Girls Write Out
Wednesday, April 18, 2007
PC -- Granted, I live in the land of Political Correctness. No, that's not true. All the different cultures here, acknowledge that being from a different culture brings with it certains ways. Don't believe me? Marry someone from a different culture, you'll find a lot of differences. The problem for me with PC is that it wants you to deny this is true. To paint people all in the same brushstroke and it is ridiculous!!

I have been avoiding the Virginia story. On purpose. I can't handle that kind of evil existing in the world, and if our country did more to call mental illness just that, we might avoid these. But that's not politically correct to say someone is mentally ill, is it? No, he's Korean.

Um, hello? I heard this on the TV yesterday. Obviously, now that we know the killer is Korean, the school will be reaching out to that community. WHA? Is it me or is that like saying because I'm white I identify with Ted Bundy.

Here are ways I'm different from my Mexican friends -- their extended family is over all the time and they cook feasts for no apparent reason. My Chinese friends -- their extended family lives with them, helps out with the children and allows both parents to work. My Indian friends -- they relax each night with tea and toss the kids of of the room to have alone time as a couple. Guess what? Not all Mexican people do that, not all Chinese people do that, not all Indians do that. That's my experience and it doesn't make me a racist for noticing -- hopefully it makes me understand them a little better. But I don't want to understand a mass killer. My experience with the Koreans is that they are a gorgeous people (strong facial features, beautiful!) and they are a people of honor and pride (Tae Kwon Do anyone?)

I think the "reach out" comment came from the media's desire to act like they get what the Amish did after the killings. They don't.

BTW, I don't call them "Chinese friends" except for this occasion, so if you want to make me PC, it ain't gonna work. Kristin
posted at 11:21 AM  
  Comments (10)
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At 12:12 PM, Blogger Tina said...

Since maybe folks are afraid to respond, I'll go first!

Thanks for sharing your thoughts Kristin. Isn't it so hard to talk aobut anything in this world without the PC police beating down our doors? That in the wake of such a massacre, people can worry about PC-ness. I've had enough.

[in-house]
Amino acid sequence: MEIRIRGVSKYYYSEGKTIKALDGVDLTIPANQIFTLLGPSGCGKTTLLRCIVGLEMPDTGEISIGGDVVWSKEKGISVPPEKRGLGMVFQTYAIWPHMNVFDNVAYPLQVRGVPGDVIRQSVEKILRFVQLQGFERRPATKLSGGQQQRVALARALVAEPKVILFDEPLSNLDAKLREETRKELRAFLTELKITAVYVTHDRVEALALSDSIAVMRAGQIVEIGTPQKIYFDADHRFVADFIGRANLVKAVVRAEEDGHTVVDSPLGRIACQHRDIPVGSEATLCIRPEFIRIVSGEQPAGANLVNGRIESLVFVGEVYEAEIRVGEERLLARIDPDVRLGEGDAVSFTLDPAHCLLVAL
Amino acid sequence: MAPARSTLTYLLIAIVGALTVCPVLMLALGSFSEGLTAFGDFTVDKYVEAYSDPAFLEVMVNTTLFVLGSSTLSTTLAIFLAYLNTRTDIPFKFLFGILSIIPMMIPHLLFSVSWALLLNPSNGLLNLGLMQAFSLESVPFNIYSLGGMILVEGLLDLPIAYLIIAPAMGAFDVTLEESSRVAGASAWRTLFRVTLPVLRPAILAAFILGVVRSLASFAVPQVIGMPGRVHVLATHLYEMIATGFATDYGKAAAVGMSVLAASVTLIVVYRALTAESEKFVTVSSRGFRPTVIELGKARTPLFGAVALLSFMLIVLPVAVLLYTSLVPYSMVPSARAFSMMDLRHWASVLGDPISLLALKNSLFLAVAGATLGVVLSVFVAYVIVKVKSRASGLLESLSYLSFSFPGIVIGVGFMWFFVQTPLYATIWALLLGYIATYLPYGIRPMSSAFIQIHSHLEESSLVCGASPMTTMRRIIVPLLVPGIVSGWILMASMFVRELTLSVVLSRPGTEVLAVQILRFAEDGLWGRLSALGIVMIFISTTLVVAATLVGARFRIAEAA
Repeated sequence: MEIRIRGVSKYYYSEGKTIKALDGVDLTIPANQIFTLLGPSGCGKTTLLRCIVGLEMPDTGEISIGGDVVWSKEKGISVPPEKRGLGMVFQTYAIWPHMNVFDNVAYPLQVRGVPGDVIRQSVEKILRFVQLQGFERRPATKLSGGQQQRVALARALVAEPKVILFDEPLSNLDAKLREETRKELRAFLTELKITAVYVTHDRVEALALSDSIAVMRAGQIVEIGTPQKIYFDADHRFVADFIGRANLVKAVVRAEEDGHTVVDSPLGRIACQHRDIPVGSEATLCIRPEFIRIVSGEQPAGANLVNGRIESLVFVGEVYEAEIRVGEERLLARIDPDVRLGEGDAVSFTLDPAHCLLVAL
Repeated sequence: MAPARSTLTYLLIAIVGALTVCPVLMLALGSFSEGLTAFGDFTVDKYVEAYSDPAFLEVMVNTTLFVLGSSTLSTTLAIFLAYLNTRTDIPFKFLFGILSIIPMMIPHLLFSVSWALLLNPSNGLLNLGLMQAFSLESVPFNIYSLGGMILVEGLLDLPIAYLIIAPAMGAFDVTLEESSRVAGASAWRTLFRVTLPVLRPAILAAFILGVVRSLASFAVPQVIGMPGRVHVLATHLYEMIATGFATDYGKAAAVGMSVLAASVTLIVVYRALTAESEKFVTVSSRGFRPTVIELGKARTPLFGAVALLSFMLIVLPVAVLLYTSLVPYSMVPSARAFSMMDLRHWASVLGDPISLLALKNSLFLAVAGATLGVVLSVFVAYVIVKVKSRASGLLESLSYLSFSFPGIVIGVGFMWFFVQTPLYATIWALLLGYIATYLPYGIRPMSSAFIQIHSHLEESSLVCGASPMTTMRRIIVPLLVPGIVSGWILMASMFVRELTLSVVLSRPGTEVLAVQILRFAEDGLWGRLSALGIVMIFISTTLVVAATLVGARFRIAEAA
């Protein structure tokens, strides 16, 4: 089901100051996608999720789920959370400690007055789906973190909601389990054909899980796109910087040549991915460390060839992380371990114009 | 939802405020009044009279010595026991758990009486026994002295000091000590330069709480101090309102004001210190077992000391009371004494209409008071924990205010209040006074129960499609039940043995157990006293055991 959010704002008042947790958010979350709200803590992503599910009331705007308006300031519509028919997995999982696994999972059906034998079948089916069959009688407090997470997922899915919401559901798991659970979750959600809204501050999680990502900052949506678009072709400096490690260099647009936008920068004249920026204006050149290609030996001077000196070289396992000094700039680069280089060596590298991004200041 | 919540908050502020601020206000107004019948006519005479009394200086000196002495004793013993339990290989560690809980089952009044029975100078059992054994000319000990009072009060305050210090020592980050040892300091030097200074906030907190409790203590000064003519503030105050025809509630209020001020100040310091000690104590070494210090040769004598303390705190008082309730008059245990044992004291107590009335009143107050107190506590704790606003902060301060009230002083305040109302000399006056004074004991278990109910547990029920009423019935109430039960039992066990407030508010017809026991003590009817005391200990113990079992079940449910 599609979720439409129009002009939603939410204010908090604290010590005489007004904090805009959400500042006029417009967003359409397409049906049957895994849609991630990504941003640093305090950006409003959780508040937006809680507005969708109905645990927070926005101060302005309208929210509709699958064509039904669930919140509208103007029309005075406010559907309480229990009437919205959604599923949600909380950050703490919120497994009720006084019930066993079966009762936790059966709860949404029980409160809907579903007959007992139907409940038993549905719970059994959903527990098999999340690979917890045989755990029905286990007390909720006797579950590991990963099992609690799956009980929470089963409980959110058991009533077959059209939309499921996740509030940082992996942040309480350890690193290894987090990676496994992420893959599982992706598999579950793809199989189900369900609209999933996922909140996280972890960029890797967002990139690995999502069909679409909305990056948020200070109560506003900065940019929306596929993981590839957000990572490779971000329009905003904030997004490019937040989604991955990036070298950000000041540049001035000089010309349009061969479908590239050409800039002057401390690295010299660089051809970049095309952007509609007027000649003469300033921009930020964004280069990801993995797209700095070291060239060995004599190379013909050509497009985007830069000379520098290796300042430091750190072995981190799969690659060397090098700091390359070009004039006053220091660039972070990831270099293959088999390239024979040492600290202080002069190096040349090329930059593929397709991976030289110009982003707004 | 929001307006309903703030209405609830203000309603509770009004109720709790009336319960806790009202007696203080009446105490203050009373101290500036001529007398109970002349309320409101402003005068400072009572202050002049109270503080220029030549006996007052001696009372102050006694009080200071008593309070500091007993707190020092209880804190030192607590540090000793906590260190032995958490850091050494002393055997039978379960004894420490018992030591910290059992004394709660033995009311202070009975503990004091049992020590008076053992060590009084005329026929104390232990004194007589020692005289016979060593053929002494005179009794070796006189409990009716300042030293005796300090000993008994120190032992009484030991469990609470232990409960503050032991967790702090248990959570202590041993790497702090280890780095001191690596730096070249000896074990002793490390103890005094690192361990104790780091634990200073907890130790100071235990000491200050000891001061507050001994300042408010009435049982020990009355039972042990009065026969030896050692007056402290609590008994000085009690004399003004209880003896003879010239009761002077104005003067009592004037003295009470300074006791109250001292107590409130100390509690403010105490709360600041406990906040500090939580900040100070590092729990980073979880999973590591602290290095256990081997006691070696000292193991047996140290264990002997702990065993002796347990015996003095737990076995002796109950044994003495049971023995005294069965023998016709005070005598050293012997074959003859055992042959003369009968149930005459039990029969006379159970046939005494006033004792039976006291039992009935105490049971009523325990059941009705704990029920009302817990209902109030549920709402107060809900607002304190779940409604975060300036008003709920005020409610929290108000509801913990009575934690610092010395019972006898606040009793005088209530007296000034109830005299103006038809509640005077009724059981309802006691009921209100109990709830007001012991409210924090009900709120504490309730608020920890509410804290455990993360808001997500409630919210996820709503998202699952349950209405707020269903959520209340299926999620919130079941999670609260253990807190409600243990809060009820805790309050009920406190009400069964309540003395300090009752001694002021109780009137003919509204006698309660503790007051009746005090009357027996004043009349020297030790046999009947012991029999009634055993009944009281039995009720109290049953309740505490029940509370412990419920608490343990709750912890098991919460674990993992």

Be responsible with what we say, right? It's a no-brainer, but should we now live in fear to even open our mouths and where free speech is only for the PC? I'm a Christian. Is that PC?

Ahem. No. And there's my rant that doesn't make any sense, but there you have it.

My prayers out to the students and victims' families of VA Tech.

At 12:53 PM, Blogger Amanda said...

I'm not afraid to comment! ;)

You're so right, Kristen. Our pc-media-crazed world are bipolar in their coverage: we have to comfort and reach out to the Koreans...but wait until one Korean starts getting upset b/c we've identified Koreans as "killers" and then we'll go the complete opposite way.

Let's either be a melting pot and make everyone the same. Or let's be a tossed salad and let everyone add flavor. Choose one side or the other. You can't do both.

At 3:50 PM, Blogger Deena said...

The only PC I'm ever going to have is my Personal PC...we need to stop being so ultra sensitive in this country and just use common sense when we speak.

This boy was evil...doesn't matter what race he was...Timothy McVeigh was a is Jeff makes me laugh, and one makes me so mad I could spit nails...

I just ache for Cho's family...and all the others wandering around out there, just waiting to go off...

Maybe if we all stopped worrying about being PC and started acting more like JC...we'd see changes that would last...IMHO...

At 3:52 PM, Blogger Pam S. said...

What a sad, sad story: a young man that was greatly troubled and unstable--even seriously mentally ill--was identified as having problems by his creative writing instructor, was referred to a counselor and...? Did he "fall through the cracks"? Did someone try to help him? It makes my teacher-heart hurt that somewhere along the line, someone might have helped him, but didn't--or couldn't help him? Perhaps he refused help? I'm just sad for him, for his family, and for all the victims and their families and friends. I'm sad for all the Virginia Tech students that will see this experience as a defining moment--"before the attack" / "after the attack."

Sigh. What a sad, depraved, sinful world our children are inheriting.

At 5:59 PM, Blogger Kristin said...